A group of former students of the College of Science and Technology has achieved a milestone by creating the country’s first-ever prototype of electronic Dzongkha Braille. The device is called as Digital Dzongkha Braille Board. Initially a college project, their innovation has evolved into a passion to help the visually-impaired community in reading and writing Dzongkha.
The group of young minds, 24-year-old Mani Kumar Basnet, 25-year-old Ugyen Tshering, 24-year-old Sonam Wangmo and 23-year-old Garab Gyeltshen came up with the Digital Dzongkha Braille Board as a project for the final year of their Bachelor’s in Electronic and Communication Engineering course at the College of Science and Technology.
The college assignment later turned into a passion. Their ambition was fuelled by the lack of accessible Dzongkha electronic Braille machines and the high costs of Braille devices available in other countries.
The device features six buttons that allow users to effortlessly write Braille alphabets. It skilfully converts the input into an audible sound or tactile pop-ups that can be read by touch, offering multiple ways for the visually impaired to interact with the text.
“We always thought of working with assistive technology to help those in need. We decided to help the visually impaired. While researching, we found that there are lots of devices to help the visually impaired, but we saw that they were also very expensive. So, we thought that we could develop one for our own country, why not even in Dzongkha since there are no such devices in Dzongkha,” said Mani Kumar Basnet, one of the team members.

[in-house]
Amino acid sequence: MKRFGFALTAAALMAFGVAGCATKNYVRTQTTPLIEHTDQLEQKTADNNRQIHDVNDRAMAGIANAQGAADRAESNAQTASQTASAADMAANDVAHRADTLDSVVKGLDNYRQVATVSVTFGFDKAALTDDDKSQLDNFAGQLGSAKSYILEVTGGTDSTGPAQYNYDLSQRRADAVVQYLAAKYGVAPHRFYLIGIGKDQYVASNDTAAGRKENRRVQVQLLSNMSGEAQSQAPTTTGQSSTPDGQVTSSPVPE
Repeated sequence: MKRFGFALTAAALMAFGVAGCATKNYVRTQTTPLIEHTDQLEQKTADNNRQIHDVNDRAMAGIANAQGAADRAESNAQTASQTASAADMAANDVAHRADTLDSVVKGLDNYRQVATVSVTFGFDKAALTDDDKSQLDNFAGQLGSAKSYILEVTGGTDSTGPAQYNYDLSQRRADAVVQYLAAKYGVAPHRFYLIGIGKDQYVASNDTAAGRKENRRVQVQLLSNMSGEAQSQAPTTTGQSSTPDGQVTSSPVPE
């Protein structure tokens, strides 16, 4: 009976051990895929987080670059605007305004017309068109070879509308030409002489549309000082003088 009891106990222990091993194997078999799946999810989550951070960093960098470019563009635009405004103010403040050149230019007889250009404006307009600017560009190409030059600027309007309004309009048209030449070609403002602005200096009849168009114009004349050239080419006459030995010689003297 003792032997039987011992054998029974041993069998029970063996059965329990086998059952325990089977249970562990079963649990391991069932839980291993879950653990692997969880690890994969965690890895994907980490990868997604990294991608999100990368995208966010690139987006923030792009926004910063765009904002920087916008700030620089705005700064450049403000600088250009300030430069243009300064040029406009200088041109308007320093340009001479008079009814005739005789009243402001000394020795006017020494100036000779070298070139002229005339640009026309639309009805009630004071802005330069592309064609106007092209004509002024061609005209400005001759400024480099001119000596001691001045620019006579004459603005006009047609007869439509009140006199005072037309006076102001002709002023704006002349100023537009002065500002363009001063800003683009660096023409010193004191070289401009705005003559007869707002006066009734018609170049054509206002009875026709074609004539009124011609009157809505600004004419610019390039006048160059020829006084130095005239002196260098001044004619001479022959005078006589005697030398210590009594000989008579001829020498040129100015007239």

The prototype was developed with less than Nu 15,000. The team plans to further reduce it to less than Nu 10,000 to make it accessible to more people.
“We have currently focused on writing, reading and saving files. Saving happens over SD cards right now but we would like to use cloud storage in the future. We can interface with our PC even now. In the future, we are hoping to design it so that we can even interface with our mobile phones through Bluetooth or Wi-Fi connections. We will be working on that. We are also planning to develop it for classroom purposes,” added Mani Kumar.
Despite being away from each other after graduation in June this year, the team continues to involve in the development of their device. To find out if their device could be used practically, they even sought the guidance and feedback of the Disabled People’s Organisation, to refine their invention further.
Recently, they also presented their prototype to the Ministry of Education and Skills Development, at the request of the ministry. The team said besides some recommendations to improve on their initial work, they mostly received positive feedback from the visually impaired individuals.